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January 29, 2008

Dried mushrooms (Recipe: potato and mushroom soup)

Driedmushrooms2

A few Junes ago, Ted was mowing the occasional blades of grass in our lawn.

Along the edge of the woods, underneath the oak trees, he spotted a couple of oddly shaped mushrooms. Are they morels, he wondered?

Oh, yes, they were morels. And the more we looked, the more we found.

Two quarts of morels!

Have I told you that our land was once used by a charcoal maker? He was known as "The Indian," because he was a member of the Narragansett tribe that has its roots here in Rhode Island. (Nobody we know remembers his name.) There are large concrete platforms buried beneath our grass; on those platforms, more than forty years ago, The Indian burned wood into charcoal. A mushroom forager told us that the residual ash in our lawn creates a happy environment for morels.

I noted the date on the calendar, and the following year, with anticipation -- and with recipes in mind -- we hunted and hunted, but didn't find a single morel. The year after that, just a handful. Last year, none.

We should have dried our harvest that first year.

Dried mushrooms I've purchased from farmers and farm stands in France (cepes) and in the Pacific Northwest (mixed morels, chanterelles and porcini) have kept for more than two years in tightly-sealed glass jars in my pantry, with no significant loss of quality.

On the short list of pantry items I’m never without, dried mushrooms, ground to a powder, enrich soups and stews; reconstituted and left whole, they feature in my favorite risotto, as well as beef stew, saffron orzo with shrimp, pasta with goat cheese and mushrooms, and Tuscan meatloaf

Whenever I make vegetable stock, I add dried and fresh wild mushrooms, which contribute the meaty taste we now know as umami -- the fifth taste, along with sweet, sour, bitter and salty. Invaluable in a vegetarian diet as a meat substitute, mushrooms contain protein and all of the essential amino acids, as well as significant amounts of Vitamin D, potassium and phosphorous.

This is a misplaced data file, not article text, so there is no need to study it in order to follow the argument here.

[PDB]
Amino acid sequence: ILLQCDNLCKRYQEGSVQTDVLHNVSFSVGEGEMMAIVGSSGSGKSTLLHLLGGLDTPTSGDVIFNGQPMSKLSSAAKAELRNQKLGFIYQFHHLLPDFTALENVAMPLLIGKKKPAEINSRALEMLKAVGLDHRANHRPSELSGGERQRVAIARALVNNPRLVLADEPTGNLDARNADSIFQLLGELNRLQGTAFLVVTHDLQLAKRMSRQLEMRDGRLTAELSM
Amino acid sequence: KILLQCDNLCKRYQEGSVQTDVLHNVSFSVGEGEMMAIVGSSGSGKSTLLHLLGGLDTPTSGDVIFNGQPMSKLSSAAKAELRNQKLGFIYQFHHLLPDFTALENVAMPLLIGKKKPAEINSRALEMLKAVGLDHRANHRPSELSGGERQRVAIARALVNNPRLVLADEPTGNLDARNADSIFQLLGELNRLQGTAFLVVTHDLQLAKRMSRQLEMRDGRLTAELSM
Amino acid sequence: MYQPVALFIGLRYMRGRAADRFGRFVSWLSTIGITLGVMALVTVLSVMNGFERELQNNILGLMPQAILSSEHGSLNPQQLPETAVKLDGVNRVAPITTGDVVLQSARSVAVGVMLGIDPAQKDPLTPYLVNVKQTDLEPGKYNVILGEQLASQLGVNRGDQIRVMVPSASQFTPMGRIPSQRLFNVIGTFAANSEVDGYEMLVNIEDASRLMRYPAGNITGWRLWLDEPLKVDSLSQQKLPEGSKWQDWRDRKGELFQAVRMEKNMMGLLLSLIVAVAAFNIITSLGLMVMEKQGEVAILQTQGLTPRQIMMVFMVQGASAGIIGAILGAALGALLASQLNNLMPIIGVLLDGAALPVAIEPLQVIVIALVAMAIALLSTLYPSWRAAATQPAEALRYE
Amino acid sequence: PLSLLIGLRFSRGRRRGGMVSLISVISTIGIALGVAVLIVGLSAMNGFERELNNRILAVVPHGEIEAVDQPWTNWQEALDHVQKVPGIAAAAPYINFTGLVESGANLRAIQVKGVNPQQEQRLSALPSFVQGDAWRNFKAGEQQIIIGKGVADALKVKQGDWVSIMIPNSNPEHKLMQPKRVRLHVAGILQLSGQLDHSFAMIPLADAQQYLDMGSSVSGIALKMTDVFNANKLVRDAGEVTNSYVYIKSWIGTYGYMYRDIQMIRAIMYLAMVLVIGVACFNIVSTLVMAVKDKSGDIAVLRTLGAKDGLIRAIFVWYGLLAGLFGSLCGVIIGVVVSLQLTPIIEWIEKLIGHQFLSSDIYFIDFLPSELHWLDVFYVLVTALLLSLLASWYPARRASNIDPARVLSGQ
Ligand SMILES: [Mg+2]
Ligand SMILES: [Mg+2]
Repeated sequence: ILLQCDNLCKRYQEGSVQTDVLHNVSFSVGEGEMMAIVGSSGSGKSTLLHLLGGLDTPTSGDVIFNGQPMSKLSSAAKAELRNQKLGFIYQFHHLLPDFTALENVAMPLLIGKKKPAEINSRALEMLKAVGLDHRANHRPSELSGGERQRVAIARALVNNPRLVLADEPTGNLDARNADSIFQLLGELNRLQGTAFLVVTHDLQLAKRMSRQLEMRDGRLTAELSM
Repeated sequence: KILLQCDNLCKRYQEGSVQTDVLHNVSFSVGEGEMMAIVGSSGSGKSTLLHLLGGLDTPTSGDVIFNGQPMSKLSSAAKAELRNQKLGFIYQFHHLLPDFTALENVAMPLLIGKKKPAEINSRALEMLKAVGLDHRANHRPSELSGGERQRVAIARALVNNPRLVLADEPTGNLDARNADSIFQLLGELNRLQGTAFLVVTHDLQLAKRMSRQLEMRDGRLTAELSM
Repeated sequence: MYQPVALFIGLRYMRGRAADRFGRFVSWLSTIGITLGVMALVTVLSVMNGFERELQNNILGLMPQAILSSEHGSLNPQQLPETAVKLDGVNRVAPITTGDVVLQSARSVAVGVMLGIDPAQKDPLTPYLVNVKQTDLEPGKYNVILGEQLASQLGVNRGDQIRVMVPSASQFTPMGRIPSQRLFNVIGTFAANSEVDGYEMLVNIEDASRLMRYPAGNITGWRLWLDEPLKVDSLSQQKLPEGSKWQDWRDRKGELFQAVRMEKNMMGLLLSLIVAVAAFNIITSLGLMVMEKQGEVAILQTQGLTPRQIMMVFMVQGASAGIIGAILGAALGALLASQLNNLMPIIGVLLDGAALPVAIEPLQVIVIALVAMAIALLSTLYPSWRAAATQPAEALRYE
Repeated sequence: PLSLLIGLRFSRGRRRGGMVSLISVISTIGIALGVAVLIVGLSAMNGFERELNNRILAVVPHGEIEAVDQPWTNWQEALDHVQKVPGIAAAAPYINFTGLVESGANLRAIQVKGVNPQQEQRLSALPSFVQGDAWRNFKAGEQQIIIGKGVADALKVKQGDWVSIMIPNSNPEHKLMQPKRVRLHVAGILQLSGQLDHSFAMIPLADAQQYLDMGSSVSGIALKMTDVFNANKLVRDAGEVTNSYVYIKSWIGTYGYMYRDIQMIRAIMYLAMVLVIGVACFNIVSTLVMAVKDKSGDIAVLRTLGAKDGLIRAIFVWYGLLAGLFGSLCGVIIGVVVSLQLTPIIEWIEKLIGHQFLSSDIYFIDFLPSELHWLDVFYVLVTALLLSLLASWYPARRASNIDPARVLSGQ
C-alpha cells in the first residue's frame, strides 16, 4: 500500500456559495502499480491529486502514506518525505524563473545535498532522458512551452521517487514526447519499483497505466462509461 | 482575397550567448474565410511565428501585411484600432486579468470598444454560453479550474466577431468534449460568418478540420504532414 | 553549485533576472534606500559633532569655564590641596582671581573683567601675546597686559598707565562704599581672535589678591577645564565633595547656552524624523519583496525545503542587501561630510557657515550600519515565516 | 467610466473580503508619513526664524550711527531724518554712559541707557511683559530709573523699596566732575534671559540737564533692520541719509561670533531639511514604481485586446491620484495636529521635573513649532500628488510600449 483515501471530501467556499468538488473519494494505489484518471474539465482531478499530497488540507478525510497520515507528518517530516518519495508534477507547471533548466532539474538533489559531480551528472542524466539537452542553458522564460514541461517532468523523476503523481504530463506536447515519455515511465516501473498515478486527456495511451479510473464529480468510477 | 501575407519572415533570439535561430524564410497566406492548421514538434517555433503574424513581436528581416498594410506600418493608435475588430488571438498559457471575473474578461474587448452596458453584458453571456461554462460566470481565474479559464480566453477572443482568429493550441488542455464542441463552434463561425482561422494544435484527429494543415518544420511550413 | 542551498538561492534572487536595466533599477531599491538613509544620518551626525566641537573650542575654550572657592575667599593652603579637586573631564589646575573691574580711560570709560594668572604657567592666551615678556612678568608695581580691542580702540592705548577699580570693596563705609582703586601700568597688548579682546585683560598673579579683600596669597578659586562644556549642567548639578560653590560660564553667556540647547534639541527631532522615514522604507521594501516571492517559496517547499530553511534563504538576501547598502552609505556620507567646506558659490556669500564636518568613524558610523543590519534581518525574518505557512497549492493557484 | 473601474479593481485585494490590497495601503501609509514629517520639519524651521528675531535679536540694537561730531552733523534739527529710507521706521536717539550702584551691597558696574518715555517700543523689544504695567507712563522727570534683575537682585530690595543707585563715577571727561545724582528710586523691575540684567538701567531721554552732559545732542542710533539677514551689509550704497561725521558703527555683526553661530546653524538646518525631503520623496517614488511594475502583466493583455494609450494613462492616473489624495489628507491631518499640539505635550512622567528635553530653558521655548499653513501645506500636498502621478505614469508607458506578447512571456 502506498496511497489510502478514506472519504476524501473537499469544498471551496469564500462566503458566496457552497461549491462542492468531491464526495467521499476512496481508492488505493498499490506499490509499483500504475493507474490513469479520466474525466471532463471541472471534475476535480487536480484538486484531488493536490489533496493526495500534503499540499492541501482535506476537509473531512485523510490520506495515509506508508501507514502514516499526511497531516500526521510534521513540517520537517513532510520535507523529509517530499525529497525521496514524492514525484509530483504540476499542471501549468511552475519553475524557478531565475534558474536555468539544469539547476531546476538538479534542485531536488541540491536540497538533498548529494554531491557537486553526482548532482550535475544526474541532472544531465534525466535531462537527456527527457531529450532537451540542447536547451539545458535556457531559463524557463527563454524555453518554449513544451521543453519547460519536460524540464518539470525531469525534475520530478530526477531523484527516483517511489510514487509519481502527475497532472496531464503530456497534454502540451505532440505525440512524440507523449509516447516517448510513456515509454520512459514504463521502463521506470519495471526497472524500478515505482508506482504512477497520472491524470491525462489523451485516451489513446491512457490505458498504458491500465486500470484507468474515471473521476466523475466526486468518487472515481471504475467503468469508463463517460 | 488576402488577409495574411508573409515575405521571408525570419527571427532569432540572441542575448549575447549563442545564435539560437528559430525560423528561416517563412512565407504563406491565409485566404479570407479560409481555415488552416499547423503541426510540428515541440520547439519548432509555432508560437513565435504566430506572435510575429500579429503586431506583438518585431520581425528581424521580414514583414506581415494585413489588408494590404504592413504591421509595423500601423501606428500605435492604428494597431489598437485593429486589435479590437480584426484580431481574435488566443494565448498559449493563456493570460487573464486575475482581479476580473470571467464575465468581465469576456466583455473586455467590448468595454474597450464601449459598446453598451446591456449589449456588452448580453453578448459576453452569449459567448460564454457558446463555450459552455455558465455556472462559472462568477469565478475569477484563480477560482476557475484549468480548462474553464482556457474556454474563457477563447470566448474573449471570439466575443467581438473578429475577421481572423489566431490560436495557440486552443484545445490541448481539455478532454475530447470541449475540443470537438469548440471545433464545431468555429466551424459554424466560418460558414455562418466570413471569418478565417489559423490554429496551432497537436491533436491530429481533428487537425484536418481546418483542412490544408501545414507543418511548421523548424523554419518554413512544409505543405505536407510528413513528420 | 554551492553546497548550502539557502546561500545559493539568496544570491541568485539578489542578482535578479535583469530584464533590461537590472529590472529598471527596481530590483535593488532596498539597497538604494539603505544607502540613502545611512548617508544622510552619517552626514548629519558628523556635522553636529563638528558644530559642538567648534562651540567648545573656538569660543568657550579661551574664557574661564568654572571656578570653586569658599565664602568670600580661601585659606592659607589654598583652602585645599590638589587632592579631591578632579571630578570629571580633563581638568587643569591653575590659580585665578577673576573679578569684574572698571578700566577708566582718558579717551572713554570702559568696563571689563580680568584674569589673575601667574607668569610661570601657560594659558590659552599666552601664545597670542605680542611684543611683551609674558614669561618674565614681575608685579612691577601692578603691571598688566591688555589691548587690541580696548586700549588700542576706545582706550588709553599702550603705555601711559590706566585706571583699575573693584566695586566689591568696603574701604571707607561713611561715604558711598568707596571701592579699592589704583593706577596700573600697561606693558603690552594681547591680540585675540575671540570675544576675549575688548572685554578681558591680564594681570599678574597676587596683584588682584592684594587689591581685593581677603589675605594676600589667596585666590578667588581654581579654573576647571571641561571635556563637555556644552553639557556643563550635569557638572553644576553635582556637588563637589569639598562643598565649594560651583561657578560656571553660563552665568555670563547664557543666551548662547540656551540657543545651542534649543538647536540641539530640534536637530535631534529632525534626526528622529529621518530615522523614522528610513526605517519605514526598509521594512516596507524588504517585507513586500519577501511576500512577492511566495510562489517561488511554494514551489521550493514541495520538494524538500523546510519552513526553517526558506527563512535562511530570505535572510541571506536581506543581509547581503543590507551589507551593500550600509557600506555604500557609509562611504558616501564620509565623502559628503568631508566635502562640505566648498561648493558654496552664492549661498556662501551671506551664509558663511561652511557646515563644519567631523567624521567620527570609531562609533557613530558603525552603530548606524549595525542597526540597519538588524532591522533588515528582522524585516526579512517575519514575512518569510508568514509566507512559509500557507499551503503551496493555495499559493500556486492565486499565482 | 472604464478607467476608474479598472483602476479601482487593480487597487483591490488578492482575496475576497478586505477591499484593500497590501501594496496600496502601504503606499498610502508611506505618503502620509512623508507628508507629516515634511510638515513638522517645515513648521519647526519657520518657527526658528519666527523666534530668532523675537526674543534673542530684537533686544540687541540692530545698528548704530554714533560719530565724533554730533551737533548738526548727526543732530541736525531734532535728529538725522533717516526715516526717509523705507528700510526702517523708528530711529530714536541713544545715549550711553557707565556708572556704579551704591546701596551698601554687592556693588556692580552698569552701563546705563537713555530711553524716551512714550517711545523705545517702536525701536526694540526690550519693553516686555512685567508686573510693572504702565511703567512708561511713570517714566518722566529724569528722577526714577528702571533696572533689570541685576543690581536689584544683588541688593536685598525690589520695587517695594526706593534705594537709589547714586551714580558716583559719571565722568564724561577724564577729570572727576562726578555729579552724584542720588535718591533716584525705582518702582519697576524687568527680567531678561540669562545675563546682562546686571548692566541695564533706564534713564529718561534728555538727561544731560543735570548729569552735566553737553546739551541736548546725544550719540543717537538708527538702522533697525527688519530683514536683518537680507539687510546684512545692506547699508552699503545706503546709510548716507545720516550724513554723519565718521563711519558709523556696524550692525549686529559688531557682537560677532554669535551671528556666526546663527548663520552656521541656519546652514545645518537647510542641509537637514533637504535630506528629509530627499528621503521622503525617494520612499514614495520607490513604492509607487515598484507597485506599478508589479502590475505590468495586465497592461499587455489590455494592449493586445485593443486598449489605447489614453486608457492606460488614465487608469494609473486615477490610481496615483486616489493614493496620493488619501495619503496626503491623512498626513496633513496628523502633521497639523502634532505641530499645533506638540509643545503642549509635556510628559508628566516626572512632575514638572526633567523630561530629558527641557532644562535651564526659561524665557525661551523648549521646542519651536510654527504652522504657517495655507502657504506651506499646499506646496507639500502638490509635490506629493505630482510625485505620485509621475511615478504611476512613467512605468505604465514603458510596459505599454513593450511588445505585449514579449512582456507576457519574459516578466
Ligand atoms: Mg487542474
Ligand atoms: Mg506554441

Quality is the key. Buy from a reputable source, preferably from the places known for their mushrooms: France, Italy, Poland, and the Pacific Northwest. Good dried mushrooms aren’t cheap. Don’t buy kibble -- which is, no kidding, what the bits and pieces are called. Your dried mushrooms should look like mushrooms, and you should be able to distinguish one variety from another. Check also for too much "dust" in the bag (a sign of staleness) or tiny wormholes in the mushrooms (a sign of stowaways).

From ancient times, mushrooms have held a place in mythology because of their seemingly magical ability to appear overnight; in many cultures, mushrooms are revered as a symbol of super-human strength, because they can push away stones as they grow upright through the soil.

If you’re in my neighborhood in early June, stop by and check the lawn for super-human morels.

Finders, keepers.

Potato and mushroom soup

Adapted slightly from Sarah Leah Chase's Cold Weather Cooking, one of my all-time favorite cookbooks, this Polish soup is rich and creamy, and can be made vegetarian if you prefer. Serves 10.

Ingredients

1 cup dried porcini or mixed wild mushrooms (not shiitake)
4 cups water
3 leeks, white and light green parts, rinsed, trimmed
1 medium onion
3 ribs celery
1 large carrot, peeled
1/2 cup (1 stick) unsalted butter
1 lb white mushrooms, thinly sliced
1 Tbsp caraway seeds
4 cups beef broth, vegetable broth or water
5 large potatoes, peeled, cut into 1/2-inch chunk
4 cups whole milk
Salt and freshly ground black pepper, to taste
1 cup sour cream
1/4 cup unbleached, all-purpose flour
2 tsp sweet Hungarian paprika

Directions

Place dried mushrooms and 4 cups water in a saucepan. Bring to a boil, then simmer, uncovered, for 30 minutes. Strain the mushrooms, reserving the cooking liquid. Coarsely chop the mushrooms and set aside.

In a food processor, finely mince the leeks, onion, celery and carrot. Melt the butter in a stockpot over medium-high heat, and add the minced vegetables. Sauté 5 minutes. Reduce the heat to medium, add the fresh and dried mushrooms and caraway seeds. Continue cooking until the vegetables are very tender, 15-20 minutes.